Sexy Chef Launches Smoking Hot Trend

BEFORE workout selfies and healthy eating became Instagram-worthy, singer Rachel Alejandro and her sister Barni Alejandro-Rennebeck put up Sexy Chef, the country’s first diet food delivery service.

What began as kiosks in Gold’s Gym branches in 2004 has since evolved into catering services and e-commerce.

“The way to stay afloat for any business nowadays is to keep learning,” Alejandro says.

These “learning experiences” were hard-earned as the two sisters kept making mistakes and paying for them over 12 years.

“There is no blueprint,” she says, “We are probably the most well-known name in terms of diet food delivery service. But at the same time, since there is nothing to pattern it after, it’s all guesswork and we keep tightening the bolts,” she adds.

Alejandro shares that the company was on the verge of closing shop in 2014 when diet food delivery service providers in the Philippines rose from just three to around 30.

In a bid to ward off competition and properly celebrate its 10th year, Alejandro and Rennebeck came up with the Sexy Chef Cookbook and a TV show on cable TV. The promotion, unfortunately, did not translate to sales but rather an increase in competitors.

Some were “direct copies” with a similar logo and name, Alejandro says.

“If this is your pie, Sexy Chef used to get this much of the pie and then another company used to get this much of the pie. Then another company gets a sliver of the pie,” she explains.

“We were in a bit of trouble. We didn’t know if we were going to survive,” Alejandro adds.

The company almost went bankrupt but instead of giving up, the sisters decided to “give it another push.”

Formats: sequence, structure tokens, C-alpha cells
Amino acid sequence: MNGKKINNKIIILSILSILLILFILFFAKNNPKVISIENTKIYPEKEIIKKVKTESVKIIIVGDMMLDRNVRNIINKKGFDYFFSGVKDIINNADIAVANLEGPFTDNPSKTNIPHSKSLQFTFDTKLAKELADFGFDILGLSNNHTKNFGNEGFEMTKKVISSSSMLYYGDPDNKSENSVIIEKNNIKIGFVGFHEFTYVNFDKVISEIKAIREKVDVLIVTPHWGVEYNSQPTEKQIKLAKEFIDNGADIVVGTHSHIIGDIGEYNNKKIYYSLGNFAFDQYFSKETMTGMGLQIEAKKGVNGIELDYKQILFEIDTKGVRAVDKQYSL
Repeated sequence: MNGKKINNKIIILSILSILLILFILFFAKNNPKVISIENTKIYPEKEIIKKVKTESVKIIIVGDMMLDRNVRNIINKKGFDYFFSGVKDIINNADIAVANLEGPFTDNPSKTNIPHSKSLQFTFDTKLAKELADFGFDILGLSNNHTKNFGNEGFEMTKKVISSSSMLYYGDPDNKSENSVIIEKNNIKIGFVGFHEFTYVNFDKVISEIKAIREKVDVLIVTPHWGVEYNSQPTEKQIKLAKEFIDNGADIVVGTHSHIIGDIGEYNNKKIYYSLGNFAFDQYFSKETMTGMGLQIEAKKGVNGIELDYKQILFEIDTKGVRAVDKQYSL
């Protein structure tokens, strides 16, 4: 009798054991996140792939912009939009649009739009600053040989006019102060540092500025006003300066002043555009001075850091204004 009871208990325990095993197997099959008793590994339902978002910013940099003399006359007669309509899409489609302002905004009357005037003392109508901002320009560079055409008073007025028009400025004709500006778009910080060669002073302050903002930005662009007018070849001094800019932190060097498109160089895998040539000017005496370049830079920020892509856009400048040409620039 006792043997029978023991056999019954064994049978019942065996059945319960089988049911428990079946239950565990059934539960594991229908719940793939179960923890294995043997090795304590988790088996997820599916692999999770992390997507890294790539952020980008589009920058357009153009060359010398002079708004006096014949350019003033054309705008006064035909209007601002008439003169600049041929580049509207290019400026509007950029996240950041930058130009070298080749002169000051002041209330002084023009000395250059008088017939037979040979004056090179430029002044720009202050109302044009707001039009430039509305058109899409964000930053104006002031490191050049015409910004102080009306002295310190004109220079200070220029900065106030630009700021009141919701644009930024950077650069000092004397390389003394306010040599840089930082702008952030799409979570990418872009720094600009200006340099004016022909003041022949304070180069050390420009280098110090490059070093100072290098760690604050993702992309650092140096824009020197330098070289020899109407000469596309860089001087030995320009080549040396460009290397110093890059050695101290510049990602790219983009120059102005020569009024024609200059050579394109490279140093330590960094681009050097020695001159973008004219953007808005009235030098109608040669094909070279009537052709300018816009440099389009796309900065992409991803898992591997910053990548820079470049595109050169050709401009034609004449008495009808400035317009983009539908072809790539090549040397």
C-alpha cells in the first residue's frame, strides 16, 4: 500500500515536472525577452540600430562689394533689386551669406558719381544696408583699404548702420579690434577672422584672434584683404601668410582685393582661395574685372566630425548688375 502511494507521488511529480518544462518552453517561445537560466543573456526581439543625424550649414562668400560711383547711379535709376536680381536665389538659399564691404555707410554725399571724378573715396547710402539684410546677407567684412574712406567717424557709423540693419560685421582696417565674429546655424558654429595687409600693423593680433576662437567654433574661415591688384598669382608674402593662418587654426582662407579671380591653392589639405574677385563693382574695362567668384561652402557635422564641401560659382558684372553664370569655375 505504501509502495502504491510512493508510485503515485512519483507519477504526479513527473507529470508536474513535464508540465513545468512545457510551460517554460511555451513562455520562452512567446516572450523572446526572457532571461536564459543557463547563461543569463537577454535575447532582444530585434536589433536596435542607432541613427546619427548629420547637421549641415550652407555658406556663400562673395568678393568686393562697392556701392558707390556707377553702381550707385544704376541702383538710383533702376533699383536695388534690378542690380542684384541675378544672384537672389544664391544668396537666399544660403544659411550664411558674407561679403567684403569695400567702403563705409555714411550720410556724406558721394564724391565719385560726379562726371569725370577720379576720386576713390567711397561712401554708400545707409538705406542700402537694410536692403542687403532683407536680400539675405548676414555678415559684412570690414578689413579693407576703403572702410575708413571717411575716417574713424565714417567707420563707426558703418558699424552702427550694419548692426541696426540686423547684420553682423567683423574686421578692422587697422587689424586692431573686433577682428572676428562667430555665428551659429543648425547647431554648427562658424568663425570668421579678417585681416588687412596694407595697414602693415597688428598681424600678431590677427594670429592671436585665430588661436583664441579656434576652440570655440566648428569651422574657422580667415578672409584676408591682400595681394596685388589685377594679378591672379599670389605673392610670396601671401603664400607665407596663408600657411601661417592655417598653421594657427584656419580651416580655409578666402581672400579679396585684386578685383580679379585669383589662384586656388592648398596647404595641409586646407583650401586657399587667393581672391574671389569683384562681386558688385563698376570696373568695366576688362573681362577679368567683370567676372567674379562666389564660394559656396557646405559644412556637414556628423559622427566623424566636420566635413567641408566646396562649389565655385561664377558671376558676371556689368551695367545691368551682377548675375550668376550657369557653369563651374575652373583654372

“My stepfather infused more money. Thank God we didn’t have to put more money. Just that one time,” she says.

And fortunately, it won back the customers it lost to other providers.

“At least 80 percent of those who tried other food providers came back,” she says.

A website upgrade that allowed consumers to order online and choose from a variety of diet plans also boosted their revenue.

“Even if I’m the most non-techy person, I had to invest,” Alejandro says.

Sexy Chef also streamlined its services and operations by providing a daily menu for each diet plan.

Alejandro says they used to operate like a restaurant where customers can order from a single menu at any time.

“It would be so much easier if we had something like a restaurant where x number of people come every day,” she says, “But that’s not how ours is. We have hundreds and hundreds of meals and hundreds and hundreds of people ordering.”

For the pioneering sisters, Sexy Chef is about serving people well.

“Business is about people,” Alejandro says, “You are talking to people. It’s people who are talking to them and selling to them and really finding a way to serve them.”

“It’s easy to copy paste. It’s easy to act like a robot,” she adds.

Lucky for its customers, Sexy Chef is not one to merely go through the motions.

At the end of the day, Sexy Chef believes it is about providing a vital need, not just for those who want to look good, but more importantly, for those who want to lead a healthier lifestyle.

 

Originally published in Philippine Daily Inquirer

on September 4 2016 by Rima Jessamine M. Granali, Contributor.

       

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